Fitbit Alta HR review

A Fitbit Alta but with a hearty upgrade

Fitbit Alta HR
Image credit: TechRadar

TechRadar Verdict

With the Alta HR, Fitbit has taken what was already a solid activity tracker, and made it better. It’s not flash, it’s not elaborate, but it is slick and with its newly added heart rate tracking skills it's a more well-rounded fitness companion for those looking beyond a simple steps count.


  • +

    Slim, comfortable design

  • +

    On-point steps counting

  • +

    Accurate heart rate reader


  • -

    Screen slightly unresponsive

  • -

    Not the most dynamic sports tracker

  • -

    Display difficult to read in bright light

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Activity trackers are everywhere. Whether you run 10K every weekend or do little more than plod to the bus stop in the mornings, many of us have some form of sensor strapped to our wrist or shoved in our phones, tracking our every movement.

When those movements are in the form of steps rather than cycles or lunges, Fitbit is king. The brand's device range is sprawling including the smartwatch inspired Fitbit Ionic and Fitbit Blaze, along with the general-purpose Fitbit Charge 3 all the way through to the most affordable in the range, the Fitbit Flex 2.

Between those last two products sits the Fitbit Alta and the Alta HR. As its name suggests, the Alta HR has thrown an integrated heart rate scanner into the mix without bigging up the device’s bulk.

That price hierarchy will change when Amazon Prime Day comes along, sprinkling deals and price reductions among the many Fitbit products like a fairy throwing fairy dust over the land, so it remains to be seen where the Fitbit Alta HR stands after that.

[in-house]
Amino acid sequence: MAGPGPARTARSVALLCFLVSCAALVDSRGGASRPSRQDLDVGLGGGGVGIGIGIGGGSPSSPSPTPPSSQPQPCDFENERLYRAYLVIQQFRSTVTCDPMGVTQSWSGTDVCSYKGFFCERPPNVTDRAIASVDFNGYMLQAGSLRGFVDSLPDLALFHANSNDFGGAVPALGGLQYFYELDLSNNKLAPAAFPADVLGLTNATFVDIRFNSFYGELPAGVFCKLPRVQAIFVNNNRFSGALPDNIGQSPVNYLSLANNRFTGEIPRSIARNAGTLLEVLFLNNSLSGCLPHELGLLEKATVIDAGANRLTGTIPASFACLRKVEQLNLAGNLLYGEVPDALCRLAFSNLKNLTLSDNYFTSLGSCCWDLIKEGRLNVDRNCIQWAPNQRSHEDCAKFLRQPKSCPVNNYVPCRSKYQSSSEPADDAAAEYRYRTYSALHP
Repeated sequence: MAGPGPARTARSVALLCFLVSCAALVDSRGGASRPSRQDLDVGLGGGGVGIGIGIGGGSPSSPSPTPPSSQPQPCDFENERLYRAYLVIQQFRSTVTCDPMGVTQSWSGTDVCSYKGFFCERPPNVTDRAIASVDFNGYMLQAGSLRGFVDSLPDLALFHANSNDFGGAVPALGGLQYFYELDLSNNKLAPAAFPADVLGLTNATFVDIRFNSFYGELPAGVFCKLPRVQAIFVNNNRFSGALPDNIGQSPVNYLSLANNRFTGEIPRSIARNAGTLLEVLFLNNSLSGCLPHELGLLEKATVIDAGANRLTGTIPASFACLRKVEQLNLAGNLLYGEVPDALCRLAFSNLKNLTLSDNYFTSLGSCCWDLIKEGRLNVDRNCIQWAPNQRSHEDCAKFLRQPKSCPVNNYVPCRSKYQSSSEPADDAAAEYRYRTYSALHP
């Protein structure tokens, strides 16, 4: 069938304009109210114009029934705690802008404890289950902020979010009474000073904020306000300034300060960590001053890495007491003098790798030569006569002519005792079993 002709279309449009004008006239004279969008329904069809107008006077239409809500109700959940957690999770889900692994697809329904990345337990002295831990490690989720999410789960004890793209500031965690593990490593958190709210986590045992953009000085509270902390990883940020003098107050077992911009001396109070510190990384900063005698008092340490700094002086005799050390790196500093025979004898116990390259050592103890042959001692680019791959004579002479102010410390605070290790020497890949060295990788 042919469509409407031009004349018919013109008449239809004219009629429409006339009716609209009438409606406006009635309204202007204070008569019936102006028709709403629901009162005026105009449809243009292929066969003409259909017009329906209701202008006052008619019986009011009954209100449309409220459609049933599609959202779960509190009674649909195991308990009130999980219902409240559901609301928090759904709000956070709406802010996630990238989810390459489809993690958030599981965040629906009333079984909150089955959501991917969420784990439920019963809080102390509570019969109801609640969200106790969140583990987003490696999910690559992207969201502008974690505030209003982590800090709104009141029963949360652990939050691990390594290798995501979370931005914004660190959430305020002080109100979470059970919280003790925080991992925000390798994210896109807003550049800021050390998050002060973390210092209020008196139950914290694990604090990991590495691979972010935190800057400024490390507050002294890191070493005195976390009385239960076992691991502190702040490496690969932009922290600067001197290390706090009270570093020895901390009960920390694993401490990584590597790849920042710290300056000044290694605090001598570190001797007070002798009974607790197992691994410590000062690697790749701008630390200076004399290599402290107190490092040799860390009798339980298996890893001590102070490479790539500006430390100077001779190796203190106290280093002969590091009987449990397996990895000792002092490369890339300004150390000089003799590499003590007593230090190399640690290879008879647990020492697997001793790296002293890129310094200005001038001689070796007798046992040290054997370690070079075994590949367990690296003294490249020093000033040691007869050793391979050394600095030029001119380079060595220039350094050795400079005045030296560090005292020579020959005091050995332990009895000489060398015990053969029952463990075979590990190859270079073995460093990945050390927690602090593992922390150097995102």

This takes its skills beyond the basics and from fitness tracking into the realms of more in-depth fitness monitoring and improving. It’s an addition that boosts the device’s abilities, but one that comes at a cost.

Fitbit Alta HR price and release date

  • Out now, launched in March 2017 at $149.95, £129.99, AU$249.95
  • Prices have dropped slightly - you'll find it for around $140, £120, AU$230
  • You can still buy the Fitbit Alta, which is a touch cheaper

Despite its simplistic look and modest array of sensors, the Fitbit Alta HR isn’t the most affordable of devices. Available at launch for $149.95 (£129.99, AU$249.95) we've now seen the price drop as low as $140 (£120, AU$230) from some retailers but it hasn't budged much more.

It may sink a little lower during sales periods, but it's a relatively expensive fitness tracker considering what this can do. Okay it's not exactly Apple Watch 4 levels of wallet abuse, but for what’s still essentially a glorified pedometer, it’s a sizeable chunk of change.

One of those sales periods is Amazon Prime Day, which comes around in mid-July each year (it's Monday 15 in 2019). We frequently see the price of Fitbit models drop during this day-long sale (well, two-day-long in 2019), so if you're looking for a new fitness tracker, it's worth waiting for then to get a new one.